Veld fires threaten food security


By Elizabeth Sitotombe 

MANY districts in the country have been affected by uncontrolled veld fires over the years. 

Veld fires, deliberate or unintentional, are fires that may get out of control and destroy the environment, property and lives. Over 102 lives have been lost due to veld fires in the last 10 years. 

Every year, the second week of May is set aside for education and awareness-raising on the dangers of veld fires and strategies for their prevention. 

The Environmental Management Agency (EMA) has been conducting awareness campaigns around the country with the aim of spreading the message on veld fire management preparations. The target audience being farmers and communities.

The veld fire season in Zimbabwe statutorily begins on July 31 and ends on October 31 each year. 

The National Fire Week brings together key stakeholders such as traditional leaders, policymakers, civil society, corporates and many others as a way of raising awareness on veld fire prevention. 

This year’s National Fire Week was launched at Gwebi Agricultural College in Mashonaland West Province. 

Fire outbreaks result in loss of agricultural produce leading to reduced availability of food for both humans and animals. Farmers in the past have lost their produce to veld fires, even those in storage facilities.

As the country celebrates the success of the 2020-2021 farming season, the importance of veld fire prevention has come to the fore. EMA’s Environmental Education and Publicity manager Amkela Sidange said that the impending veld fires were a threat to this year’s bumper harvests.

The year’s theme is: ‘Veldfires and Food Security – Protect The Harvest’.

Veld fires have become a priority in the National Development Strategy (NDS1), with a thrust towards their reduction. 

Speaking at the launch last week, the Minister of Environment, Climate, Tourism and Hospitality Industry, Simangaliso Ndhlovu, said every citizen had a role to play in veld fire management. 

The country seeks to reduce areas burnt by veld fires by not less than 25 percent. 

“The 2021 veld fire prediction undertaken by my Ministry, through Environmental Management Agency (EMA), using biomass as indicated by the Normalised Difference Vegetation Index (NDVI) as a proxy for fuel load, and the previous fire behaviour as indicated by the burnt area in 2020, shows that the country is generally in the high risk (65,2 percent) to extreme risk (24,7 percent) of veld fires compared to medium (43,3 percent) to high (23,1 percent) risk in 2020.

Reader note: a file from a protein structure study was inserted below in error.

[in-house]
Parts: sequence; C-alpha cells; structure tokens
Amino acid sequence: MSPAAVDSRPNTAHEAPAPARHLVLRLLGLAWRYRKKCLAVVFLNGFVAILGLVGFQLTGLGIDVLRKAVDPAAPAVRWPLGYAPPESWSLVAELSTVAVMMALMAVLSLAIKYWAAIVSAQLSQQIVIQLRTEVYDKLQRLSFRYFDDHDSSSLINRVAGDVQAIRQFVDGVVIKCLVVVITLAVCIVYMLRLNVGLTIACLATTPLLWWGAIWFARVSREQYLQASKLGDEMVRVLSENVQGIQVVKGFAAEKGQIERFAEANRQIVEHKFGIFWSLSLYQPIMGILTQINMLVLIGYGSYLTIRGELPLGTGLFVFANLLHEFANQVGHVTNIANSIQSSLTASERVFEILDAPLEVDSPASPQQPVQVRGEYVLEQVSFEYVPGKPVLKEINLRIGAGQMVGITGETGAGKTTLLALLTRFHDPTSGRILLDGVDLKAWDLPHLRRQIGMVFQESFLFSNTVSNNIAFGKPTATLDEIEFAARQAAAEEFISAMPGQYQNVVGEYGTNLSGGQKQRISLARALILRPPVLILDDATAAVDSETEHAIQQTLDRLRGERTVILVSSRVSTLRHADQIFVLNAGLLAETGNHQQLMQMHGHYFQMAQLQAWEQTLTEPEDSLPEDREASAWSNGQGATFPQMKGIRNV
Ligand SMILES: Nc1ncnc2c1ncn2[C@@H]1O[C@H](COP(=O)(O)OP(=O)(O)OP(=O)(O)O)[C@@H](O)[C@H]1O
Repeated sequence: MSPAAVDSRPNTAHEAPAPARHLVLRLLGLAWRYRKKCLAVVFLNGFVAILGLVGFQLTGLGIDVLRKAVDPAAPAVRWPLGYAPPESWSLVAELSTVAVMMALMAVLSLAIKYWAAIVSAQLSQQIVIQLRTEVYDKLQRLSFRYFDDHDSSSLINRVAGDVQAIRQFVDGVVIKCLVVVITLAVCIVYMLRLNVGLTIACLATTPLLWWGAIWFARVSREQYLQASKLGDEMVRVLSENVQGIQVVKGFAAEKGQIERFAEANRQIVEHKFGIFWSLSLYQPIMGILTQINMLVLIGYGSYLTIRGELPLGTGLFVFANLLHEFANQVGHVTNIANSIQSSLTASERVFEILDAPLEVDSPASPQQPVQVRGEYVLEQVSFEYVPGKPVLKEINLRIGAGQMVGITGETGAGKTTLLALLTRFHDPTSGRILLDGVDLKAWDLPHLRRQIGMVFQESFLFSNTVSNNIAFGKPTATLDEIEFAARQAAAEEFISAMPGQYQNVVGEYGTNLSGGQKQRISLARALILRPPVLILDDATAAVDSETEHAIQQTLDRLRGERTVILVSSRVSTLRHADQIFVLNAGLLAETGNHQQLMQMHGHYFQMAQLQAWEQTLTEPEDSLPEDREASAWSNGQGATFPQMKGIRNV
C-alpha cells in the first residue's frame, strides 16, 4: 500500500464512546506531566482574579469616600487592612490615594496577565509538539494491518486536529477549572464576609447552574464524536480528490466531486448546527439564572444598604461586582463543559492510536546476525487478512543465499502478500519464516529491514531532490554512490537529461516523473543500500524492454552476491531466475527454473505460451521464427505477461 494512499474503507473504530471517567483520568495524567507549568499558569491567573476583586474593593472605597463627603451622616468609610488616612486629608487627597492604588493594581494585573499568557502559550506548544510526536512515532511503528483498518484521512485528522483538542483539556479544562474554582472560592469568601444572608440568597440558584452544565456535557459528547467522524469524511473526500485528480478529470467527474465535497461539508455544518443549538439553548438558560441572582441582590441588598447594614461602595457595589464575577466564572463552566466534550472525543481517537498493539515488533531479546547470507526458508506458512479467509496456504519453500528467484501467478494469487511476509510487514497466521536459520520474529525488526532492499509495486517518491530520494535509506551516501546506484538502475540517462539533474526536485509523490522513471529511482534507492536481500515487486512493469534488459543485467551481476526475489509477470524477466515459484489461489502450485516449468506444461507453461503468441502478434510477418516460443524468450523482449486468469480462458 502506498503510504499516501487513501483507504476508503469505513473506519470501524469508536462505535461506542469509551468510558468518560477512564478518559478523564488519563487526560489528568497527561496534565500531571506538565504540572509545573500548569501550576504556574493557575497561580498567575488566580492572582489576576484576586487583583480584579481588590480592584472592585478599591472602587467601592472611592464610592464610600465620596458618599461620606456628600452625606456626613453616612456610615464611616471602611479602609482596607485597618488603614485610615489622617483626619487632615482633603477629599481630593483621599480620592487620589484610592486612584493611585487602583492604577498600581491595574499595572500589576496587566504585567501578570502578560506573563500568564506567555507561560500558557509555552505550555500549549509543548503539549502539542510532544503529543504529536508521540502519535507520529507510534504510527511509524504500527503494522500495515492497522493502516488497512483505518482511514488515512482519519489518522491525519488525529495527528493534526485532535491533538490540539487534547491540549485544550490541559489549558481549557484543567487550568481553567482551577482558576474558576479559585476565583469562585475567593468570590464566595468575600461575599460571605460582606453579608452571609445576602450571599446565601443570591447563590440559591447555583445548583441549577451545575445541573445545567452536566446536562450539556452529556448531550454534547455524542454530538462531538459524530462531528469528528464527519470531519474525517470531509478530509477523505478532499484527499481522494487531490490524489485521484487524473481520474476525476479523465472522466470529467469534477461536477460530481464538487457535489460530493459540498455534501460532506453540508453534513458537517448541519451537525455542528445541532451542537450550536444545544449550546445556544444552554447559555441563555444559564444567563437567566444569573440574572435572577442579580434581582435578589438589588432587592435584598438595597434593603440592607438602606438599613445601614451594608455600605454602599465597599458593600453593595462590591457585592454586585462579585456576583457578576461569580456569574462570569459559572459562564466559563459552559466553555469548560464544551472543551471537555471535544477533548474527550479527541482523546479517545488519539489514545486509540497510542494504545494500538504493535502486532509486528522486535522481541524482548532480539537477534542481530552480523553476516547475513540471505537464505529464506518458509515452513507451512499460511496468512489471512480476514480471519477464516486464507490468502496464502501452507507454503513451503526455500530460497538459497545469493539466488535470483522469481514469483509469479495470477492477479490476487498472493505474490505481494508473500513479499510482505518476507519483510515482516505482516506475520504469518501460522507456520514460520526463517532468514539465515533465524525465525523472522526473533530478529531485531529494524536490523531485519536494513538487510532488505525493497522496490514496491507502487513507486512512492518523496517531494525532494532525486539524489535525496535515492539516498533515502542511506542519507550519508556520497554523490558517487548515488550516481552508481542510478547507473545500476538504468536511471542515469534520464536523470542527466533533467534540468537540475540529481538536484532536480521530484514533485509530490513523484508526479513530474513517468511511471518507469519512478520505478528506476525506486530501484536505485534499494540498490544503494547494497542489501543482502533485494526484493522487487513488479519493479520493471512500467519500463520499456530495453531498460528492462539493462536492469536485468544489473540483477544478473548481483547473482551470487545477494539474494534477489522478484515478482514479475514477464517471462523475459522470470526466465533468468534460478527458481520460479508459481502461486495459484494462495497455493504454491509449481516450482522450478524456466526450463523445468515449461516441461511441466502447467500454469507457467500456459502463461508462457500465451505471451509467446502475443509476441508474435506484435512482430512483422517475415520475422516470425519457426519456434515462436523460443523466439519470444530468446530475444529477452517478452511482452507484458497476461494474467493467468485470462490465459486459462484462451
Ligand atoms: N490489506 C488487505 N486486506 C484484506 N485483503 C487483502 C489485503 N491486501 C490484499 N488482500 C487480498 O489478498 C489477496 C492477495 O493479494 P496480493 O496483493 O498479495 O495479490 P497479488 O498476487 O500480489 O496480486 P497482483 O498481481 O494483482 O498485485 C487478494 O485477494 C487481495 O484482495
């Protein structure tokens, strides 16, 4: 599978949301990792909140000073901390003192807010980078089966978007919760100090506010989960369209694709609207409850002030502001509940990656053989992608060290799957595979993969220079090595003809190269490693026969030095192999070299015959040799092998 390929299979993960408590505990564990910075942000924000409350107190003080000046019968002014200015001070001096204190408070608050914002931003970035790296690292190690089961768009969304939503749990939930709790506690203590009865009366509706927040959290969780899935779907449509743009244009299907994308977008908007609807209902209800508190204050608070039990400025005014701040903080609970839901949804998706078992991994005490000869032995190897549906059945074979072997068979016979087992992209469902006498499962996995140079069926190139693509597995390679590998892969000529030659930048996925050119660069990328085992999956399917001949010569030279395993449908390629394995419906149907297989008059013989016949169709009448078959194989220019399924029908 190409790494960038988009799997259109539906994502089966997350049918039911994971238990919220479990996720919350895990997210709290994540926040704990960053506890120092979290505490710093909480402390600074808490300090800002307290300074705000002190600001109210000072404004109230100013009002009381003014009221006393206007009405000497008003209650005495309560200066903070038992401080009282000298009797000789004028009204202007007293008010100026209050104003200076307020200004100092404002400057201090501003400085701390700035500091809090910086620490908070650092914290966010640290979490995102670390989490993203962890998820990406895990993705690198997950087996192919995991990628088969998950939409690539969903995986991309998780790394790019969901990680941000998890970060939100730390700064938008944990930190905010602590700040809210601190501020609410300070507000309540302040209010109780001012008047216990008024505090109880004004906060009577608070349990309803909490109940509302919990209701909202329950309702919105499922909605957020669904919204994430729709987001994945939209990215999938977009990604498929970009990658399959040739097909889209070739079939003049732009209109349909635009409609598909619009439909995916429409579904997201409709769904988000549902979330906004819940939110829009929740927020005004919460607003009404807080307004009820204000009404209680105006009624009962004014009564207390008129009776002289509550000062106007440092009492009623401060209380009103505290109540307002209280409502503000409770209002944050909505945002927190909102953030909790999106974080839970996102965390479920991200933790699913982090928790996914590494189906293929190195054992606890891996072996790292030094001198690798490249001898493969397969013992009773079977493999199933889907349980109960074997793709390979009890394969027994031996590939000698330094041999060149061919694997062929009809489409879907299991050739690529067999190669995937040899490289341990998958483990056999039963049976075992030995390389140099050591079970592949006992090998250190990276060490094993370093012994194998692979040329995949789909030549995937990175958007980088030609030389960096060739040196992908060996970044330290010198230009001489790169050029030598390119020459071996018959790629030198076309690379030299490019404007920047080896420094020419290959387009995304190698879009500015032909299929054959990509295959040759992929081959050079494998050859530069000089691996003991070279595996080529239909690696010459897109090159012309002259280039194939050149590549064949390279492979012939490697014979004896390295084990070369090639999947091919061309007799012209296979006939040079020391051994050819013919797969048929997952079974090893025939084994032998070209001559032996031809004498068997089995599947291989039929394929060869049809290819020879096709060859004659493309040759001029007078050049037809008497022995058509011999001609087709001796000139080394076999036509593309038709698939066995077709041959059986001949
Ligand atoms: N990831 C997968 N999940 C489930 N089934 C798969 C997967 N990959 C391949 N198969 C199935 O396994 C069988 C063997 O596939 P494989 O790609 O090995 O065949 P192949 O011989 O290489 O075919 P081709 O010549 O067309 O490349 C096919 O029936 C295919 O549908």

“Following the heavy rains we received, there is high biomass even in areas that traditionally have low biomas, implying that the  country is highly vulnerable to veld fires in the 2021 fire season. 

The provinces at extreme risk are Mashonaland West, East and Central as well as Manicaland, while the two Matabeleland Provinces, Midlands and Masvingo are this time around at high risk of veld fires.”

Speaking at the same occasion, the Mash West Minister of State for Provincial Affairs and Devolution, Mary Mliswa-Chikoka said: “Recurring veld fires, continue to threaten the Government’s efforts and programmes, of note Command Agriculture and Pfumvudza. This is a trend that indeed must be attended to — the war against unmonitored and uncontrolled veld fires must be won at all costs.”

Among other causes, veld fires are caused by opening up new arable lands using fire, deliberate lighting of fire, gold panning activities and improper ash disposal.

Statutory Instrument 7 of 2007 of the Environment Impact Assessment and Ecosystems Protection Regulations states that it is an offence:

λ to deliberately start open fires.

λ to pass by or drive by a veld fire without stopping to assist in putting out the fire.

λ to fail to report a a fire within seven working days.

Fines or fine-related offenses go up to ZW$5 000.

Veld fires reduce biodiversity by burning soil and leaf litter, thereby reducing soil fertility.

Fires destroy both flora and fauna. 

Land remains bare and denuded, resulting in increased surface water runoff and high erosion rates. Accelerated soil erosion leads to the siltation of water bodies resulting in less water for livestock, irrigation, fish, wildlife and people; thus food security is compromised.

In case of a fire outbreak, it is advised to put it out the fire using beaters, tree branches or with wet sacks and dousing the flame with water. Communities have also been urged to have an agreed community fire alert system.

Fires can be controlled by the construction of fire guards. These are belts of land measuring at least nine metres in width on either side of a boundary fence and are cleared of all inflammable material.

Fireguards are constructed from the month of April to June and are constructed around paddocks, homesteads, croplands and boundary fences.

Much still needs to be done to influence behaviour change in fire management.


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